Robotic arm 3D printers are cool. Really cool. Instead of printing within a box, they can build towering structures. They also aren’t limited to the layer-by-layer approach of the average consumer printer; they’re freeform. They’re common in manufacturing, but why aren’t there any available to the average 3D printer user? A few experts offered up their opinion.
Cornell engineering professor and “Fabricated” author Hod Lipson:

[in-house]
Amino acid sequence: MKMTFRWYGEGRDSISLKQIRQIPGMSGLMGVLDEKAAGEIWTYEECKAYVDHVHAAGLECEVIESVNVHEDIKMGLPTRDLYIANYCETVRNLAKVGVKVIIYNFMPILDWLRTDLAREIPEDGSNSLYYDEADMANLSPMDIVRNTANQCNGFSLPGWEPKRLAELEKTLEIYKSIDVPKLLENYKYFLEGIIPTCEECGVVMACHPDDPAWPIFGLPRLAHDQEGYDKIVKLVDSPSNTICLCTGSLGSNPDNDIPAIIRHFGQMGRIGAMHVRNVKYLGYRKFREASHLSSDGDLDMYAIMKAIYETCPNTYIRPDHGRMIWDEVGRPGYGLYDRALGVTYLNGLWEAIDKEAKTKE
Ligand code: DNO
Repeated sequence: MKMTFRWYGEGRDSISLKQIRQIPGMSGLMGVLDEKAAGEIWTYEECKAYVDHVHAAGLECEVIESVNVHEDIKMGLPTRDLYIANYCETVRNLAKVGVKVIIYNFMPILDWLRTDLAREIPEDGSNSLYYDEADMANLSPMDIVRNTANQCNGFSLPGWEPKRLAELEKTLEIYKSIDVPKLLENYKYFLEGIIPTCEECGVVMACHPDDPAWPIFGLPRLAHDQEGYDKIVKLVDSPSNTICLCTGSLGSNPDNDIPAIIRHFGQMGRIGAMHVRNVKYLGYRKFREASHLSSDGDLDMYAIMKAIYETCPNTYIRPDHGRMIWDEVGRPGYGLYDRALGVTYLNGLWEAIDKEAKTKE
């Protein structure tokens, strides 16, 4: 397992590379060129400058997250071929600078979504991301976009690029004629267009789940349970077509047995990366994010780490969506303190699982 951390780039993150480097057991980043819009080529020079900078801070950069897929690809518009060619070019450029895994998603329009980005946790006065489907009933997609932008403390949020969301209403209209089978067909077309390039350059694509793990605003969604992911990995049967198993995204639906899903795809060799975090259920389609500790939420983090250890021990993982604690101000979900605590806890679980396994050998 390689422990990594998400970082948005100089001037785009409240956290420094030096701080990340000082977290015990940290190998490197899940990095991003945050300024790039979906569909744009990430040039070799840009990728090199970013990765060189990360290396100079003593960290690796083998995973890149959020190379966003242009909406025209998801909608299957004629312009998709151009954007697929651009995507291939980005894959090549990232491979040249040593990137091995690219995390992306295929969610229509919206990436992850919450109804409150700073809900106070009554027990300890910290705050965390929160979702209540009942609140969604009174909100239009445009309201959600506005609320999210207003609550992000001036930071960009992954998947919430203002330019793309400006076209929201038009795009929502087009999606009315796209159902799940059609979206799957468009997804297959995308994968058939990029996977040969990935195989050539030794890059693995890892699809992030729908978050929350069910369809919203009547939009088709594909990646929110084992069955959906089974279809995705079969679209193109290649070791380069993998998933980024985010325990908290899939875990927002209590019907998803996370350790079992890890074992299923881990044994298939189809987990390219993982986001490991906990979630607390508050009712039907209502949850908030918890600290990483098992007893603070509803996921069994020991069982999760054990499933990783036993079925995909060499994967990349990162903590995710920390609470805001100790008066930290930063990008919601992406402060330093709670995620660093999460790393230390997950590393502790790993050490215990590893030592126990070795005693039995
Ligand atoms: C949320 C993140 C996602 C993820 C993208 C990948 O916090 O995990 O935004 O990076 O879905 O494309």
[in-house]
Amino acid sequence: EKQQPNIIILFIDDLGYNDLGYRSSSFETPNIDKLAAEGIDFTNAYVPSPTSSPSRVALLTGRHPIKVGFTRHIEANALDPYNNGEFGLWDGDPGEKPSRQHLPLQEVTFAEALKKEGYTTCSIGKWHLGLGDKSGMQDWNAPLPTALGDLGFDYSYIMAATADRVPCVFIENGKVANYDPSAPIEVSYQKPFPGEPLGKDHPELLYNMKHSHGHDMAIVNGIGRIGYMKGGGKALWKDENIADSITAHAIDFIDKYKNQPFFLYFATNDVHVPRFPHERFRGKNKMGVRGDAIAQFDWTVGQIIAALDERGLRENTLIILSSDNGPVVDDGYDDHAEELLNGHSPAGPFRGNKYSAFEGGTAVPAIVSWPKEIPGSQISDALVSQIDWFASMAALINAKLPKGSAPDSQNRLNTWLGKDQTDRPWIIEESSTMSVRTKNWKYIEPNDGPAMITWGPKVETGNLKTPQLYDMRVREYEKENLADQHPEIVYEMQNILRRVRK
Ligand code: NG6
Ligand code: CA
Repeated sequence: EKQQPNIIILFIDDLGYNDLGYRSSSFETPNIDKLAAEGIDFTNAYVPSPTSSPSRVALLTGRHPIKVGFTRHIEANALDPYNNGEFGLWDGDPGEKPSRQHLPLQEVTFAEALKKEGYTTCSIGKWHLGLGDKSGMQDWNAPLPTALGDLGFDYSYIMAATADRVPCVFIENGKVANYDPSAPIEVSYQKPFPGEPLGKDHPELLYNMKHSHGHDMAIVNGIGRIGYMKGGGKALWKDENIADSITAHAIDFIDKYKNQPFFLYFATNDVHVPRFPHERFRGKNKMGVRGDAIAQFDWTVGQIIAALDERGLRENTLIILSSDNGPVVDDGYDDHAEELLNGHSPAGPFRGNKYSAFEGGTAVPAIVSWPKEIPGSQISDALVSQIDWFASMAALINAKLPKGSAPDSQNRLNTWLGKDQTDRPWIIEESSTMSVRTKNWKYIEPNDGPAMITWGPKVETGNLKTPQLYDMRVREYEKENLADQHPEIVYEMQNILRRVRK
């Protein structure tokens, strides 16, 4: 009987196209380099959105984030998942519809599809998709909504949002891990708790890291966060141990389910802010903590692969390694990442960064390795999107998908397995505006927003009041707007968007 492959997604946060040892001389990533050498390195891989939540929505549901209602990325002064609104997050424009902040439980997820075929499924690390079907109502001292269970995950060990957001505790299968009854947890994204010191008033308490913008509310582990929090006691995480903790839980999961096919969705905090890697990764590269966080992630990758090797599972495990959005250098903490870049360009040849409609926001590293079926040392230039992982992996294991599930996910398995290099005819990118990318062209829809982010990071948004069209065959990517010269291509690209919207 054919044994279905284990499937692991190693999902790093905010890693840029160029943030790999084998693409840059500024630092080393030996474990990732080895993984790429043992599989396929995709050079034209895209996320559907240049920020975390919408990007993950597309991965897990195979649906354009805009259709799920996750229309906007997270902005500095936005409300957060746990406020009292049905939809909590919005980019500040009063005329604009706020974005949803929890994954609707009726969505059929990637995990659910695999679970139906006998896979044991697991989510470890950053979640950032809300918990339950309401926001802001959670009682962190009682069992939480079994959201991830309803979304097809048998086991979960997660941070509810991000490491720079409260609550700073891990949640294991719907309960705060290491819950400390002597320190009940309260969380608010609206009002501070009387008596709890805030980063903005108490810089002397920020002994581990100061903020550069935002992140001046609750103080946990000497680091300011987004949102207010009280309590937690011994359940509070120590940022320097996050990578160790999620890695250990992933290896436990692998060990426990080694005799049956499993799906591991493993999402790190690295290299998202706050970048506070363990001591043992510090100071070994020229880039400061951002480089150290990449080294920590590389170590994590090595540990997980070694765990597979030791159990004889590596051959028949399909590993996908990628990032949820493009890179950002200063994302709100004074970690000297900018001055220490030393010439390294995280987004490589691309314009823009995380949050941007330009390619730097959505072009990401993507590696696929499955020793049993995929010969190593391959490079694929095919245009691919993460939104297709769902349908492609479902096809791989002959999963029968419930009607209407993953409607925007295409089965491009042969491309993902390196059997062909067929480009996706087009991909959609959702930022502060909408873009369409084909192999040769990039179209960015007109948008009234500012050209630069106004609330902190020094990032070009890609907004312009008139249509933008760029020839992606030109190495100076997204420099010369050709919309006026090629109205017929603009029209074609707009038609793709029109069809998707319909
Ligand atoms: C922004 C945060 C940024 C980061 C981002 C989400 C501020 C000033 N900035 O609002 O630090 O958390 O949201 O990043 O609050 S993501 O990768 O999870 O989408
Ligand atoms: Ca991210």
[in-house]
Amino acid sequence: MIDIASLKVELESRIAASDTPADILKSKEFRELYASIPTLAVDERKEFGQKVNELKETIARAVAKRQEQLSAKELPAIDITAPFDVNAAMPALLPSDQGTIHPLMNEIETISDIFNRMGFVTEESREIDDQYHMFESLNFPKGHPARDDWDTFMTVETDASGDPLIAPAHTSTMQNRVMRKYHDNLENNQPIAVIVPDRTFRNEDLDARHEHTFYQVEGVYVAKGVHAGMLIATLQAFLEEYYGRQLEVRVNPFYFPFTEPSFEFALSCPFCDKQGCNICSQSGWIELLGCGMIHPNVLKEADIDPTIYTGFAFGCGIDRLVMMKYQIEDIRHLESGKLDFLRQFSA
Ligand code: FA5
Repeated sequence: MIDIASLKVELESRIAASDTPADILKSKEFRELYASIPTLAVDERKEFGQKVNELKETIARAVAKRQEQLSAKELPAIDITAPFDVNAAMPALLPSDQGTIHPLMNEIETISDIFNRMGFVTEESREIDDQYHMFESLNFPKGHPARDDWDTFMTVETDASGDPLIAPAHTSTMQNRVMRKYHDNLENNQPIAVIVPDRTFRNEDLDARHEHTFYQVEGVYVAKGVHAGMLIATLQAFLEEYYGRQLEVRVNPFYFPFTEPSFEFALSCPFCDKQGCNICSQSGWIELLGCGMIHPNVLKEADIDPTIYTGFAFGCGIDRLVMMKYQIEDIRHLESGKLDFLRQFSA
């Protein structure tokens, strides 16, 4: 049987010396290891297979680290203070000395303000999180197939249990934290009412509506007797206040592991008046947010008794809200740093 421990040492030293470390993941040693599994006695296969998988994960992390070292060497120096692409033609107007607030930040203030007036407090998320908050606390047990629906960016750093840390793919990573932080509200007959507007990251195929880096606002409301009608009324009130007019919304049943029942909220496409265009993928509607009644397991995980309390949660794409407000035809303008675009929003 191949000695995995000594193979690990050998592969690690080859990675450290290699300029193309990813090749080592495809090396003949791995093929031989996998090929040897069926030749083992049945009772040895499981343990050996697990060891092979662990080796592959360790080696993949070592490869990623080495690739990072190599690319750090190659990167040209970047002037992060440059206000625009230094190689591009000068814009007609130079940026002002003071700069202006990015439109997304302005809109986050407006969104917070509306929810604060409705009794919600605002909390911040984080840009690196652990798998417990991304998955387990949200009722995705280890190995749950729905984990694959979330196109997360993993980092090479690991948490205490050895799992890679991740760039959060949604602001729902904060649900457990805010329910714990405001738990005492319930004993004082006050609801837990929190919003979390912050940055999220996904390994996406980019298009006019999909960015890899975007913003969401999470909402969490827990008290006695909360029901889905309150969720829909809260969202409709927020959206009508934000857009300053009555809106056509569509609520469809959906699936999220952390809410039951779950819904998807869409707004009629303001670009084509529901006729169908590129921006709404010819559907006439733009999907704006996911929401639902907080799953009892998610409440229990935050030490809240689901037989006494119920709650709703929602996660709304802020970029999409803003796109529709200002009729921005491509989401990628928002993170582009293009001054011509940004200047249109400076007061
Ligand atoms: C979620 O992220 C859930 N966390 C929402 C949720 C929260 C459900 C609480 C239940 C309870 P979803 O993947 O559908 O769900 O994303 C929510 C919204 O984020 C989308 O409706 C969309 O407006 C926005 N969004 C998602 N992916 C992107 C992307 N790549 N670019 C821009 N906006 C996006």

Because gantry systems (the static metal rods that guide print heads in 3D printers like MakerBots) are simpler, cheaper and more accurate than a robotic arm, especially for linear motion. Robotic arms have advantages for printing larger objects, e.g. see the work being done on architectural scale printing at Loughborough printed with a robotic arm.Robotic arms are typically viewed as less safe. They can swing rapidly in any direction, etc. They often require some type of cage or shield to safeguard against injury. Six-axis motion control is also more expensive, typically. Clearly, these types of robots are widely used in traditional manufacturing, so there is no fundamental reason why that platform type could not be used for 3D printing.